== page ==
As you all obviously liked my last post of ‘Pumpkin curry and the catacombs’ I thought I would prolong the pumpkin season and give you a glimpse into another less obviously touristy side of my adopted city.
Paris boasts numerous cemeteries, the most famous being ‘Pere Lachaise’ where flocks of adoring nubile, American teenagers (along with a few genuine old rockers) make an obligatory pilgrimage to the shrine which is the last resting place (or is it……) of the ‘Rock God’ who was ‘Jim Morrison’,
I personally find other graves far more interesting as the poetic tomb of the tragic ex President, Felix Faure, or the poignant grave of Edith Piaf. And, dabbling in writing myself, I am totally in awe to be at the side of Moliere and Oscar Wilde!
The most beautiful (and for the life of me I cannot find the photograph – I will have to return) Is that of ‘Abelard and Heloise’ the star crossed lovers, forced to live apart, but united in death in palatial splendour. And I urge you to read ‘Alexander Pope’s’ beautiful poem telling their tragic story. “Glance on the stone where our poor relics lie, Devotions self shall steal a thought from Heaven, One human tear shall drop and be forgiven”
Pere Lachaise may be the most famous, and it is without a doubt very beautiful and vast (if you go, it is worth spending the 10 euro or so to take a professional guide). But personally I prefer two other cemeteries.
The first being ‘Montparnasse’ that plays host to another pair of lovers who lived voluntarily apart and are united in death, Simone de Beauvoir and Jean Paul Satres, along with French musical legend ‘Serge Gainsbourg’ and numerous recipients of the ‘Legion of Honour’ It was here that I whiled away many a morning or afternoon with a book and sometimes my lunch when we lived in this part of the city, and I still consider it ‘my spiritual home’.
Lovely Montparnasse Cemetery with the Montparnasse tower in the background
Parisian cemeteries are places where the dead and the living come together. Montparnasse cemetery is a thoroughfare, where mothers push babies in prams, teenagers skateboard, people (like me) sit and read, relax, soak up the sun, eat their lunch.
I improved my French here, by reading and pronouncing the names on the graves, and I believe that each time I read someone’s name and wondered about their life, that for that instant, they were resurrected and lived once more.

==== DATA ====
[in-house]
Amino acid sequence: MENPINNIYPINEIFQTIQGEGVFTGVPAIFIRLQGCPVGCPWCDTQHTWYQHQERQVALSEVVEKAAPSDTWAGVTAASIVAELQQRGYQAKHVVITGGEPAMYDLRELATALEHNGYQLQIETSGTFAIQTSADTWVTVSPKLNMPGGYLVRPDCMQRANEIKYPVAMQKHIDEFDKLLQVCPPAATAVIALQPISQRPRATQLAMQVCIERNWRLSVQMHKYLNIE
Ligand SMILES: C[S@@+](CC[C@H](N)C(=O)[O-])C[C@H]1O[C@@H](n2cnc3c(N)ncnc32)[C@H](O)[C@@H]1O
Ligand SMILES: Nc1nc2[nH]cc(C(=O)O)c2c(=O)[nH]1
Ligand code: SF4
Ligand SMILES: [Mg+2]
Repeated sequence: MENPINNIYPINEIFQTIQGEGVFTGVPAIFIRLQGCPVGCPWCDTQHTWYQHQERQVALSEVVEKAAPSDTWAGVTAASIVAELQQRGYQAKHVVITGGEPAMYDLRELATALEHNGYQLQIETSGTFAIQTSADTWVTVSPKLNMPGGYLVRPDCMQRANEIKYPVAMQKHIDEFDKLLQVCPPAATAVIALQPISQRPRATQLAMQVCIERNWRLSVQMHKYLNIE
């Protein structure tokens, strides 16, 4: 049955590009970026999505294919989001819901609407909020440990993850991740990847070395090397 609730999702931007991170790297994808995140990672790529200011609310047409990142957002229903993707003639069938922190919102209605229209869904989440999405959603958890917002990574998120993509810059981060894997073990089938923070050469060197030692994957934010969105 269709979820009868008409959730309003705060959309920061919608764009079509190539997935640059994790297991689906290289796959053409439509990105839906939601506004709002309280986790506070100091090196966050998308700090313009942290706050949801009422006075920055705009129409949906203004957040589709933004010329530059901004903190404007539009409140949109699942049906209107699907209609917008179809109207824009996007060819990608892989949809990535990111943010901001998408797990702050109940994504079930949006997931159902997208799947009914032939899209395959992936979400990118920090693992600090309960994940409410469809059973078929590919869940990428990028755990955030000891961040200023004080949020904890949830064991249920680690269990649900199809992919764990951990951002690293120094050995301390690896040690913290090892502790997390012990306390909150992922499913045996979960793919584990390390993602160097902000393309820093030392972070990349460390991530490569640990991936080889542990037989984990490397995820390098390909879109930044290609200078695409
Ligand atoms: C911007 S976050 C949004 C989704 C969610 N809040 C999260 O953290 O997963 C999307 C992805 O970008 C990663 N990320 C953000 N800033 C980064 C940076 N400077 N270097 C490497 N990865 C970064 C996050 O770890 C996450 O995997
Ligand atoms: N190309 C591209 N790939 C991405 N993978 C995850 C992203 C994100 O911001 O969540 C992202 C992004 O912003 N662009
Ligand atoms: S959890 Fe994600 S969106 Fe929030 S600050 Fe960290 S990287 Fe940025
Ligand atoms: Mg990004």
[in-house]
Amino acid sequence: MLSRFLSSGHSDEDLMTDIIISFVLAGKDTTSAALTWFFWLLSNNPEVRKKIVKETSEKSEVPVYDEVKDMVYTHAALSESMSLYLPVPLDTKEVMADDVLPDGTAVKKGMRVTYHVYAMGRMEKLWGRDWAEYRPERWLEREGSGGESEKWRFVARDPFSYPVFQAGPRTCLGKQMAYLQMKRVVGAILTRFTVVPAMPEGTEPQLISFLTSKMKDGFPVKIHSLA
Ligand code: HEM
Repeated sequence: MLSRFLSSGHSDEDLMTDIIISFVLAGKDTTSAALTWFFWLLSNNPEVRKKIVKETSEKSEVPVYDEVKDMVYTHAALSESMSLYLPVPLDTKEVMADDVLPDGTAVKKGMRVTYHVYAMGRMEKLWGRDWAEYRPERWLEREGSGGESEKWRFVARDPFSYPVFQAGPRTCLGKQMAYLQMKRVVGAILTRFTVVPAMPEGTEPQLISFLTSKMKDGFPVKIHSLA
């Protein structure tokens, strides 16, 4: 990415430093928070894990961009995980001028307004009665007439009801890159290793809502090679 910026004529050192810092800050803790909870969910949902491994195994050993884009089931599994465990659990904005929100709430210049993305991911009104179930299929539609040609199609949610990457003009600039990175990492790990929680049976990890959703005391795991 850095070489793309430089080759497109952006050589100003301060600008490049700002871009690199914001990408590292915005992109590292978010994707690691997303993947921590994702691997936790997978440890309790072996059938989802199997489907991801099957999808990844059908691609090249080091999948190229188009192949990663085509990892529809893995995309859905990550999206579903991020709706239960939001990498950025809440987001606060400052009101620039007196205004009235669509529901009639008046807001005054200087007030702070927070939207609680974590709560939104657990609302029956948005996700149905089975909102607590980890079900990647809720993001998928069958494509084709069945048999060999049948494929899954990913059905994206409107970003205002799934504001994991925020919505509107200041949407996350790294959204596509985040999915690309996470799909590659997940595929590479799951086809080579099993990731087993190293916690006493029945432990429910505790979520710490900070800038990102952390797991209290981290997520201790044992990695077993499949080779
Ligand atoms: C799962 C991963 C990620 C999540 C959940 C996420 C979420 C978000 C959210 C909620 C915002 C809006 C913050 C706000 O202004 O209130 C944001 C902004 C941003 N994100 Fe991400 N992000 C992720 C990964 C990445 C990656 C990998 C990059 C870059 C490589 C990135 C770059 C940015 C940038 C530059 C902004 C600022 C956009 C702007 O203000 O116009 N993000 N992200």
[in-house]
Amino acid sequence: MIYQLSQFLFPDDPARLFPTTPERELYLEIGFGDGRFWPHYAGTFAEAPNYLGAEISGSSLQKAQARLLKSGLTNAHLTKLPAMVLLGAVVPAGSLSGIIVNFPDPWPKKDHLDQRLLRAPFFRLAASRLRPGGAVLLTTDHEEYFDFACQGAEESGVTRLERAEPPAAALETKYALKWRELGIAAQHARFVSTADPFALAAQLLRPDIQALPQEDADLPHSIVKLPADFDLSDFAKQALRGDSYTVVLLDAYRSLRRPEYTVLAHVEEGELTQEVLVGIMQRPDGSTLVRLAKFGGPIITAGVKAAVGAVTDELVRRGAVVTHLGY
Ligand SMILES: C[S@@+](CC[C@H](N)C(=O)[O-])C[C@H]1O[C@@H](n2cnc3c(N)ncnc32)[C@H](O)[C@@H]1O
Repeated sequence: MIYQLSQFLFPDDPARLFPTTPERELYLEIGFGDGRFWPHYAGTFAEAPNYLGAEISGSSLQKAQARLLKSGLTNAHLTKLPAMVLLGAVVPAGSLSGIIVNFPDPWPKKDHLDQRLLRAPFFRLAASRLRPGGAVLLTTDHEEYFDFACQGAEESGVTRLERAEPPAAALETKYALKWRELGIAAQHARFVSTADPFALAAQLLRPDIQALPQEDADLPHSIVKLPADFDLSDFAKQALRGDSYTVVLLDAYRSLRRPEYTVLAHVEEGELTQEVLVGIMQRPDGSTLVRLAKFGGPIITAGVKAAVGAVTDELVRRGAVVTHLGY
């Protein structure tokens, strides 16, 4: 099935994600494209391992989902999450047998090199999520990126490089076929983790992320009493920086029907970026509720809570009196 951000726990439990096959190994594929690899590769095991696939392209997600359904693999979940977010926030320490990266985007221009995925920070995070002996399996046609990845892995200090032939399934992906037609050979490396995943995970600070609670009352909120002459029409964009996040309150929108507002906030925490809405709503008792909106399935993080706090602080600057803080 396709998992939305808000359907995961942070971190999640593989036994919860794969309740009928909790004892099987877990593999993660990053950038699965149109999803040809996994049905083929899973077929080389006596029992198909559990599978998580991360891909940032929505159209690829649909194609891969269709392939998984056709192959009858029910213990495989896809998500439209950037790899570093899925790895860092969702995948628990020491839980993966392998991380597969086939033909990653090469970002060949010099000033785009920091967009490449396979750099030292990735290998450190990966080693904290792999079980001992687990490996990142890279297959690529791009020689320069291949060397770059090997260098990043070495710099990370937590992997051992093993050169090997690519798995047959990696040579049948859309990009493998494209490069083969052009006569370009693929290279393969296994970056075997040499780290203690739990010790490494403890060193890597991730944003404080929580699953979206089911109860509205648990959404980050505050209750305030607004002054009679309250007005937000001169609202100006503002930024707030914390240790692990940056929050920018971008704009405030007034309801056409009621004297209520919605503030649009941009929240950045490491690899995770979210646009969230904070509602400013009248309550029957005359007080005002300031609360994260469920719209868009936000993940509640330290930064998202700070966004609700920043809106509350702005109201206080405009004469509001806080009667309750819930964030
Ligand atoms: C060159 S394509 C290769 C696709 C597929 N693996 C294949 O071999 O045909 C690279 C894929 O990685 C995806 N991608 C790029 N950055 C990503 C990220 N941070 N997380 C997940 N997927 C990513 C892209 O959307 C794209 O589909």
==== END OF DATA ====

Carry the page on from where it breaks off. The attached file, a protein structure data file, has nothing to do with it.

My third cemetery of choice is ‘Montmartre’. The oldest and spookiest and in some ways the most beautiful. I remarked when I was there that every grave had a cat – it certainly seemed like it. I love the dark Gothic atmosphere here.
Montmartre Cemetery and on of its residents!
The creepiest and saddest of all is ‘Picpus’ in the 12th arrondissement which is a private cemetery and contains the headless corpses of 1,306 victims of the revolution who were executed at the nearby guillotine between June 14th and July 27th 1794. Now only direct descendants of these unfortunate innocents, are eligible to be buried here. The names of those executed are inscribed on the walls of the chapel and including 197 women, of which only 51 were from the nobility, 123 were commoners and 23 nuns! The cemetery is open to the public every afternoon except Mondays and bank holidays and there is an entry charge of 3 euro.
Now, here is the recipe for one of my favourite soups, guaranteed to bring you back to the land of the living…….
1 medium pumpkin / butternut squash, peeled, deseeded and diced
2 medium carrots, peeled and diced
2 handfuls of red lentils
750 ml of vegetable stock
250 ml coconut milk
1 tablespoon of olive oil
1 heaped dessertspoon of curry powder
Dried coriander leaves
Freshly ground sea salt to taste
Heat the oil in a large saucepan
‘Sweat’ the pumpkin and carrots for 2-3 minutes
Add the curry powder and cook for a further minute then add the lentils
Stir in the (hot) vegetable stock then the coconut milk
Bring to the boil, reduce the heat, cover and simmer for around 30-40 minutes until the vegetables are tender and the lentils disappeared.
Allow to cool a little then blend until as smooth as you like
Season with freshly ground sea salt and black pepper if required
Put back on heat to warm through and garnish with fresh or dried coriander leaves
Serve with naan or pitta bread
‘Souper’ as a lunch or supper dish, or as an entrée